WASHINGTON (AP) — Pete Buttigieg is suddenly the hottest ticket for Democratic donors in the 2020 presidential contest.
Entertainment moguls are fighting over who will host Hollywood fundraisers for the 37-year-old mayor of South Bend, Indiana. Democratic donors are showering him with praise. And he has been repeatedly selling out fundraisers across the U.S.
Whether the gay former military officer and Rhodes scholar will be able to capitalize on his improbable star turn and build out a campaign with staying power remains to be seen.
What is indisputable, however, is that donors are clamoring for more. That could help thaw a Democratic money game that's been largely frozen during the early months of the primary, with many major financiers waiting for the crowded field to thin.
"He absolutely must be part of the conversation. I want to see him in the top tier," said Susie Tompkins Buell, a top Hillary Clinton donor who recently held an event for Buttigieg at a San Francisco yacht club despite previously announcing her support for Sen. Kamala Harris of California. "I'm very much supporting Kamala. I also am extremely impressed with Mayor Pete."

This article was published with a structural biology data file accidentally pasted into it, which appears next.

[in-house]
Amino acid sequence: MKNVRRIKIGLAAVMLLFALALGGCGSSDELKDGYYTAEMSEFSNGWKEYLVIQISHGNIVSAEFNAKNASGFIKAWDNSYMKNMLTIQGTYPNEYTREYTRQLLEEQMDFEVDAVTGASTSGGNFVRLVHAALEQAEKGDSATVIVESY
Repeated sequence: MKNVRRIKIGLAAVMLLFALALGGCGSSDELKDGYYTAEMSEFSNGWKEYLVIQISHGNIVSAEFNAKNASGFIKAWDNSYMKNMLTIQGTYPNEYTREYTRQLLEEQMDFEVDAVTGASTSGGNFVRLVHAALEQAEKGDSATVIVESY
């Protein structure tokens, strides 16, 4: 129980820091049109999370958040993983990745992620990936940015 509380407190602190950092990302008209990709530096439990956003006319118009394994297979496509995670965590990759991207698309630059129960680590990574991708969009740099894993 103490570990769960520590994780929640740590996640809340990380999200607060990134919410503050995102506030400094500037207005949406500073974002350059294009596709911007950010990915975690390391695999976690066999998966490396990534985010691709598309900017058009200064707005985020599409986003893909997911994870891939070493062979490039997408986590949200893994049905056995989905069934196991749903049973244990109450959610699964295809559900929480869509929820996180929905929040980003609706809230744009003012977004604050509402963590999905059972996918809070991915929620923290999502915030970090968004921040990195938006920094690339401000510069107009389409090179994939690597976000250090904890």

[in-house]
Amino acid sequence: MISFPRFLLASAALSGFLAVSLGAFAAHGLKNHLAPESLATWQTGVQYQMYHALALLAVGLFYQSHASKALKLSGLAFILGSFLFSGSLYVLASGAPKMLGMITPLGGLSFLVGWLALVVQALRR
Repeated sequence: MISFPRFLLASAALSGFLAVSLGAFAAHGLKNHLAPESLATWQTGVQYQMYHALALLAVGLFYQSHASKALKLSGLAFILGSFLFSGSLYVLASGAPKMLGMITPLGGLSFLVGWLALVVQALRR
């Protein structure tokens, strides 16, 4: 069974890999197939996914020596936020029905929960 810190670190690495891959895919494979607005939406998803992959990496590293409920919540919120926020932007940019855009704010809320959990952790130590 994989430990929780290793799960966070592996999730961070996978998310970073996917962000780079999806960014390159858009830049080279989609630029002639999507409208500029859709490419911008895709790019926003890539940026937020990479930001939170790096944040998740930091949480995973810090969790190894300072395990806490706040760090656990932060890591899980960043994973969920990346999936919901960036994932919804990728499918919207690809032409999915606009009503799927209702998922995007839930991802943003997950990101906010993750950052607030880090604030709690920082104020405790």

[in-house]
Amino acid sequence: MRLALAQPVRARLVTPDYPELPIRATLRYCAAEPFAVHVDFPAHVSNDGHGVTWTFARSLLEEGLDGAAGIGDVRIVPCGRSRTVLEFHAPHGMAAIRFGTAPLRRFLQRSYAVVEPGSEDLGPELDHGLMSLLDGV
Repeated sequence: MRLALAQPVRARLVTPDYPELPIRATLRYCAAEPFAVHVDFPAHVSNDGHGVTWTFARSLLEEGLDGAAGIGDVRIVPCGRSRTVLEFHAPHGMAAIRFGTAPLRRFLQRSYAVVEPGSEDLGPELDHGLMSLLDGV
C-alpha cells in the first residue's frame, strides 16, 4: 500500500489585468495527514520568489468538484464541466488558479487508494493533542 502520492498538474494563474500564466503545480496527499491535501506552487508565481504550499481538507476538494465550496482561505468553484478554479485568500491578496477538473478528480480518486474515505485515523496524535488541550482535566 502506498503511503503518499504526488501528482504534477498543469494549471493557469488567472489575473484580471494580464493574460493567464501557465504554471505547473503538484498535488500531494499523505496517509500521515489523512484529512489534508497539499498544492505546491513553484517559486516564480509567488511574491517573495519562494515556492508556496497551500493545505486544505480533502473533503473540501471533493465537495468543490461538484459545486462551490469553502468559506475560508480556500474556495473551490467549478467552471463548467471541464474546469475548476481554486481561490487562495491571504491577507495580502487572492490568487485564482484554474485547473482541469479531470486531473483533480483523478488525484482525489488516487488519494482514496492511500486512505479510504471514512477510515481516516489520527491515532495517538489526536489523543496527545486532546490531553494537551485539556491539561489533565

In the massive Democratic fundraising world of Hollywood, plans for an upcoming visit started a tug-of-war between major entertainment industry figures, including movie mogul Jeffrey Katzenberg, over who would get to host an upcoming Buttigieg fundraiser. The dispute was described by two people with direct knowledge of the situation who spoke on condition of anonymity to discuss the sensitive issue.
Buttigieg also counts among his supporters Laurie David, the producer of the Oscar-winning documentary "An Inconvenient Truth" who was formerly married to "Curb Your Enthusiasm" star Larry David. Other prominent donors include "West Wing" star Bradley Whitford, "Deadpool" actor Ryan Reynolds and "This Is Us" actress Mandy Moore, whose Twitter feed is dominated by posts about Buttigieg.
"Los Angeles is excited to see and hear from Mayor Pete," said Marie Lloyd, a political consultant who works for some Hollywood megadonors, including Katzenberg. "I imagine he will have a pretty warm reception here. But it's up to him if that excitement remains."
On Tuesday, Buttigieg is being feted at a sold-out fundraiser held by Andrew Schapiro, a Chicago attorney who previously held an event for Beto O'Rourke during the former Texas congressman's run for Senate. Another Chicago fundraiser is being planned for May 16 that will be hosted by some of former President Barack Obama's top bundlers, including De Gray and John Atkinson, according to an invitation obtained by The Associated Press.
"From a fundraising standpoint, it reminds me of early Obama: People are coming to us and asking, 'Can I participate? Can I come?'" said Schapiro, who was also Obama's ambassador to the Czech Republic. "Most of the time when you're doing a fundraiser, it's the other way around, and you have to work to get people to show up."